Am I going to get dirty? Yes
Am I going to get lost? Maybe. You won't get really lost most likely because the race takes place mainly in a Rec area and a State Park with very clear boundaries. You may have trouble finding a checkpoint but you probably won't find yourselves miles from no-where, even if this is your first adventure race.
What are the distances/disciplines? Although the course changes every year, it always centers around Turtle River State Park and Larimore Recreation Area, and this makes the distances somewhat generalizable. Assuming you don't get too lost looking for checkpoints, chasing down the mandatory points will probably require 3-4 miles of foot travel and 15-20 miles on the bike (mostly gravel/section lines). If you're going after ALL the CP's, you'll end up adding 2-3 miles to the foot travel (much of it over tougher terrain though) and adding 6-10 miles onto the biking, most of it on super fun single and double track. The full course will also require some paddling (packrafts) and completion of the 2-3 mystery challenges.
May I use a cross bike? We like choices, so yes, you may use a cross bike. We also like fairness though, so if you're using a cross bike, make sure it has a tire width of at least 32 mm. This is equivalent to a 1.25 inch mountain bike tire, so theoretically someone running 1.25 inch slicks on their MTB would have the same (or similar) rolling resistance. Yeah, there are other differences between cross bikes and mt. bikes, but there are differences between mt. bikes as well. Keep in mind that some of the riding may be more difficult on a cross bike - we're not promising that CAN use one, only that you MAY.
Are the mystery challenges lame like at some adventure races? NO! This is a point of pride for us at ENDracing - the mystery challenges are meaningful and actually challenging, or we don't do 'em! While this doesn't guarantee you will like or even be able to complete all of them - each mystery challenge is chosen so that it represents some worthwhile skill or physical challenge in terms of adventure racing or adventuring/outdoor proficiency in general. Challenges may include, or have included in the past: water/snow gathering, fire starting, bike-whacking, bike repair skills/tire changing, injury simulations, rescue simulations, river crossing, tube repair, rope work, rescue simulation, DIY gear building, foraging, radio communication, critical thinking skills, etc. You get the idea. What you won't be doing is playing with bouncy balls or carrying eggs on spoons.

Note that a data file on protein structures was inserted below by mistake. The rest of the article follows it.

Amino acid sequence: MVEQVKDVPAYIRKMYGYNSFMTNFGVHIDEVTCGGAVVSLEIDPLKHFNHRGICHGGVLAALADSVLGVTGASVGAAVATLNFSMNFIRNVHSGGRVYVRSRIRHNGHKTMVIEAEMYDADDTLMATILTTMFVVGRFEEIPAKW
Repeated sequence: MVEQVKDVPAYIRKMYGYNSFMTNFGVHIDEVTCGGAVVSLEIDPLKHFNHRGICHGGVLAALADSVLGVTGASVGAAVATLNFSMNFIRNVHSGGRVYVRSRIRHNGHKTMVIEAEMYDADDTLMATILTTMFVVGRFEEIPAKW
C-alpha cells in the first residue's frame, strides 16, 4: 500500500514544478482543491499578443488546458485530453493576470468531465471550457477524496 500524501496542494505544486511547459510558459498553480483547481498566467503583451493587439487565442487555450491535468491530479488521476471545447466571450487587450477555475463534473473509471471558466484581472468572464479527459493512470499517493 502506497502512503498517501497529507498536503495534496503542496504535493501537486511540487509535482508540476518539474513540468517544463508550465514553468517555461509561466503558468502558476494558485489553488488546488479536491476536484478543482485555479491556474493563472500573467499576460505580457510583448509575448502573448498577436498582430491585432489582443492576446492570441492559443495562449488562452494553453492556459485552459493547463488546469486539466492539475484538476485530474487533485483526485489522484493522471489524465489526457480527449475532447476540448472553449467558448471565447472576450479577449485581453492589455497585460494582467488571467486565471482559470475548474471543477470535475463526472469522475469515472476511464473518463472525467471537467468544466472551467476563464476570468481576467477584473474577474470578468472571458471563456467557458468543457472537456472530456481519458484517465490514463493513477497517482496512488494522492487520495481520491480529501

How hard is the race, really? It is both really hard and not too bad. Confused? Well, the really hard part refers to the difficulty teams (even top ones) will have in trying to complete the whole course - every mystery challenge and all the optional checkpoints. The 'Not too bad' refers to how hard it is to complete, at minimum, all the mandatory checkpoint and be considered an official finisher. And of course most teams fall somewhere in the middle, purusing challenges or optional checkpoints based on their strengths and as time allows.
What is packrafting? Packrafting is basically paddling a small inflatable boat that is light enough to be carried by one person. Rafts range in size, weight, and cost from one person ultraliight models (under 3 pounds) to bigger, beefier ones (up to 10 pounds). The cadillacs of packrafting are made by a company called Alpacka Raft. They are indestructible and awesome, but quite pricey (several hundred dollars). But the website has lots of good information about the sport and adventure potential packrafts create, so check it out and you'll see why we love it. But don't be dismayed by sticker shock - many of our racers have successfully used very budget models (under $20 a boat) during our races - just search 'inflatable boat' on Amazon and you'll get the idea.